Ukraine continues to top the European worry list.
Monday demonstrated how quickly the financial side of the equation can spiral out of control. The hryvnia currency slumped and the cost of insuring against Ukrainian default soared, forcing the central bank to intervene and urge its citizens not to spark a bank run.
Having turned its back on the EU, Kiev must find more than $17 billion next year to meet gas bills and debt repayments. Presumably Russia will have to help out if it is not to have a basket case on its doorstep.
Has Vladimir Putin factored that into his diplomacy? He is certainly concerned, describing the protestors who blockaded government buildings on Monday of pursuing pogrom – about as loaded a term as he could choose – engineered by “outsiders”, not revolution.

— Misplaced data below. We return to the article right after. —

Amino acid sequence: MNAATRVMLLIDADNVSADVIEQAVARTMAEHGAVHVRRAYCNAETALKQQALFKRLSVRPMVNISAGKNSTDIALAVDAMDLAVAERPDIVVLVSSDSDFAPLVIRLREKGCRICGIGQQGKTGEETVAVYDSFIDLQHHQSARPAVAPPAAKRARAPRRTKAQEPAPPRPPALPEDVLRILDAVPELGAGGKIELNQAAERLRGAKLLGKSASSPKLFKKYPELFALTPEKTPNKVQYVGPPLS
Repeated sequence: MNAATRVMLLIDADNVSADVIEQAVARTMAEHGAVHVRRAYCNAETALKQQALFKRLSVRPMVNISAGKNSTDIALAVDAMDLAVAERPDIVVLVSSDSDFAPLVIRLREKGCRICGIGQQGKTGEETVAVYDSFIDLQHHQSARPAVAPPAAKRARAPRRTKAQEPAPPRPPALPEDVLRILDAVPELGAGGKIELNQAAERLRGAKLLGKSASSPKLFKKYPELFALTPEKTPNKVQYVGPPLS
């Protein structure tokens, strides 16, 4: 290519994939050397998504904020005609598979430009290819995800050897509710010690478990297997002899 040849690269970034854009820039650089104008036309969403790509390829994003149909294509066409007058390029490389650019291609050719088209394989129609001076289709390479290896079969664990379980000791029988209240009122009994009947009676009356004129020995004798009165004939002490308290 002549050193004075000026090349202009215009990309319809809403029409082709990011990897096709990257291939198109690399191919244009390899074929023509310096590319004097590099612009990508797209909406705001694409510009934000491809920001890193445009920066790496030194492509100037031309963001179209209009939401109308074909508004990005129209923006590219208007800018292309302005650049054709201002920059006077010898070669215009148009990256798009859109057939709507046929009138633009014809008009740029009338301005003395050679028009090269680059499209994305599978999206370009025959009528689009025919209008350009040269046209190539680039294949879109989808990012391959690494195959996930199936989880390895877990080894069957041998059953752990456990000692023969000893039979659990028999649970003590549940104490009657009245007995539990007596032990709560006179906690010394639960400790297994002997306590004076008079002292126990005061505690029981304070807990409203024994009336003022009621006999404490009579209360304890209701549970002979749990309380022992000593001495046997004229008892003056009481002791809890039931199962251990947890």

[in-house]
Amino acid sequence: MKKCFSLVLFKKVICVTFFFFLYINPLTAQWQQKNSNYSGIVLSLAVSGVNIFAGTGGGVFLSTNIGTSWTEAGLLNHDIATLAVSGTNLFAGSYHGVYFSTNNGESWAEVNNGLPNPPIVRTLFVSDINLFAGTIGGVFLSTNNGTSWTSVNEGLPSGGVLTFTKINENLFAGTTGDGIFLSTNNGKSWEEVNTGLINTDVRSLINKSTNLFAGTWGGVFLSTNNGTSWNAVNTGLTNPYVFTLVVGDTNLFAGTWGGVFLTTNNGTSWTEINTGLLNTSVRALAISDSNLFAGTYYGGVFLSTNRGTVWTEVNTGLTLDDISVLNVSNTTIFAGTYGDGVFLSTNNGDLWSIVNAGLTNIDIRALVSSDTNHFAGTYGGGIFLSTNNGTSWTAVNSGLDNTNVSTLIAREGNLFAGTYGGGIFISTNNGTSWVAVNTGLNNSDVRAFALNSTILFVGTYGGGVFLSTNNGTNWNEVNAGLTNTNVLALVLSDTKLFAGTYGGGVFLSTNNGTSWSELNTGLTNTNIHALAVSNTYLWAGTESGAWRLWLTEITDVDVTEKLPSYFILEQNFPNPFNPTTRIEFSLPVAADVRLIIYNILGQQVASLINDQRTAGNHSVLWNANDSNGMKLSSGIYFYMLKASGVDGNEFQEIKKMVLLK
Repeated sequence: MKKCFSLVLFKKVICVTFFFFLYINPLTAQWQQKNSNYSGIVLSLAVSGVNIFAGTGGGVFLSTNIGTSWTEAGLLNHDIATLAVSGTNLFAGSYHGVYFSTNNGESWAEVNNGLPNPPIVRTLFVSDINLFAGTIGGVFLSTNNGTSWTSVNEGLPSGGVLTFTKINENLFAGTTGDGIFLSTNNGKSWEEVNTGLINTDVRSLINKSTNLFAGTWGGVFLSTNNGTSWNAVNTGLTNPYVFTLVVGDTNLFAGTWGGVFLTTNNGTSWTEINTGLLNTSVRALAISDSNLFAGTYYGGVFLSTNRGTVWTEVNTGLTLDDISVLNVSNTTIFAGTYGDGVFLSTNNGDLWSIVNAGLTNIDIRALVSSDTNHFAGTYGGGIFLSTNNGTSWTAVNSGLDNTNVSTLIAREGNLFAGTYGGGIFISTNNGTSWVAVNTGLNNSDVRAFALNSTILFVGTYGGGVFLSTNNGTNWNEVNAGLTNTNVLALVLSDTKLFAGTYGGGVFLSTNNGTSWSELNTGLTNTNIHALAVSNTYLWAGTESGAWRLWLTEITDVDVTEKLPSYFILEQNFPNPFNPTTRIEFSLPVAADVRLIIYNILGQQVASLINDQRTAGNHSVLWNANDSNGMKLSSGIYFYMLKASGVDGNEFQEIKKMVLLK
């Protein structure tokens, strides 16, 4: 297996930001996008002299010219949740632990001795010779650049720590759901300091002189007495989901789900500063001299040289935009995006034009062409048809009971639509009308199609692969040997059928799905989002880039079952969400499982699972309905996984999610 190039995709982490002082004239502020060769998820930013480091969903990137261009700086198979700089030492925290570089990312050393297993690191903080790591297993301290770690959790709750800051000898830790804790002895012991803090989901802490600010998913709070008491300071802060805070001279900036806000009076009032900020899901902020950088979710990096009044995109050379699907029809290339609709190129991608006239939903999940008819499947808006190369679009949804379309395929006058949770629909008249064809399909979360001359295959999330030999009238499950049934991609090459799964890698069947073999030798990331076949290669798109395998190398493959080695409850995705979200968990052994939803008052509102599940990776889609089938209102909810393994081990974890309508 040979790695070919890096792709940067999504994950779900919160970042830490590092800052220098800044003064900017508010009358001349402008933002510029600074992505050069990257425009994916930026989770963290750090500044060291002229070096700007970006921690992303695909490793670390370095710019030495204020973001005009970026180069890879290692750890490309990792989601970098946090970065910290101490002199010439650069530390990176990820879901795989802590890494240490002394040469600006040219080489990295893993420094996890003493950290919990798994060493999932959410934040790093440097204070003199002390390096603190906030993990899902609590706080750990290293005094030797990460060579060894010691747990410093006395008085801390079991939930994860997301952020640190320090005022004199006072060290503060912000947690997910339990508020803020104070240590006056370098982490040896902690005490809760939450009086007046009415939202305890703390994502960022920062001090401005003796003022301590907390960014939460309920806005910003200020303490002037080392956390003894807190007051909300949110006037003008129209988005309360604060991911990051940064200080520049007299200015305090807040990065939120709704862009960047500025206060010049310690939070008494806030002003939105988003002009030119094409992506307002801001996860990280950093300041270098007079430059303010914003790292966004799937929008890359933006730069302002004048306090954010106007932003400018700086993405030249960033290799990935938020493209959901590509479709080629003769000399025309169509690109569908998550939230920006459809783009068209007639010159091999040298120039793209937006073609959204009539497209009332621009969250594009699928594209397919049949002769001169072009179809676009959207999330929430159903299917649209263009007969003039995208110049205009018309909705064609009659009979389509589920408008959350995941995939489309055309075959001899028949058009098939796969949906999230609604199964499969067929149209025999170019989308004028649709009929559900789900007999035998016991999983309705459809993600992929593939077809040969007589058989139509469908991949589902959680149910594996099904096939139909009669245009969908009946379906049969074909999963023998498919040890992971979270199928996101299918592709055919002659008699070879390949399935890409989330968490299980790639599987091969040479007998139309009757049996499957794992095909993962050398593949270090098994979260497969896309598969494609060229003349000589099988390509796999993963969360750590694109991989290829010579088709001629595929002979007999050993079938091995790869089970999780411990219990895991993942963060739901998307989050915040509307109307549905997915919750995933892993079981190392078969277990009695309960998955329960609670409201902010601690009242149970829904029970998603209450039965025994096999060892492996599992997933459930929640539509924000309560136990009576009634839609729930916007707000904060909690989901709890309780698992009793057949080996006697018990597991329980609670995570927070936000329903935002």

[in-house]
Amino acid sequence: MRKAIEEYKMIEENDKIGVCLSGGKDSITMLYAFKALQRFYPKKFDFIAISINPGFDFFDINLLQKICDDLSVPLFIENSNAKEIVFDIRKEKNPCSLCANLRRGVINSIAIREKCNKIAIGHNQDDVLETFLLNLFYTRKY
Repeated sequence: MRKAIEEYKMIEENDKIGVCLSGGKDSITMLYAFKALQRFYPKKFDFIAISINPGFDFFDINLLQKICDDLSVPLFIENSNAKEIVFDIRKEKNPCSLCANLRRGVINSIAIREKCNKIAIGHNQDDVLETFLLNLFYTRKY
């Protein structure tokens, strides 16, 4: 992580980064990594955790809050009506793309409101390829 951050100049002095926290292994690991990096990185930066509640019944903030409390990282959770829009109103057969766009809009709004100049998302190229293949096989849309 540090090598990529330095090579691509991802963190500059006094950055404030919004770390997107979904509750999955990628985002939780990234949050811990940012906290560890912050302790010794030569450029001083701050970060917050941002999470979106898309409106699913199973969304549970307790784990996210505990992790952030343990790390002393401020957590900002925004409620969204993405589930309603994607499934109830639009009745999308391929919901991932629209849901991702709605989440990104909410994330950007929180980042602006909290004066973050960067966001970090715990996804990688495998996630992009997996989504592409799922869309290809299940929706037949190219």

His apparent victory in persuading President Viktor Yanukovich to look to Moscow rather than Brussels could prove short-lived.
Ukraine’s prime minister talked of an attempted coup d’etat yet Yanukovich is heading for China on a planned visit. Does that denote less concern on his part and/or is this a desperate bid to drum up funds?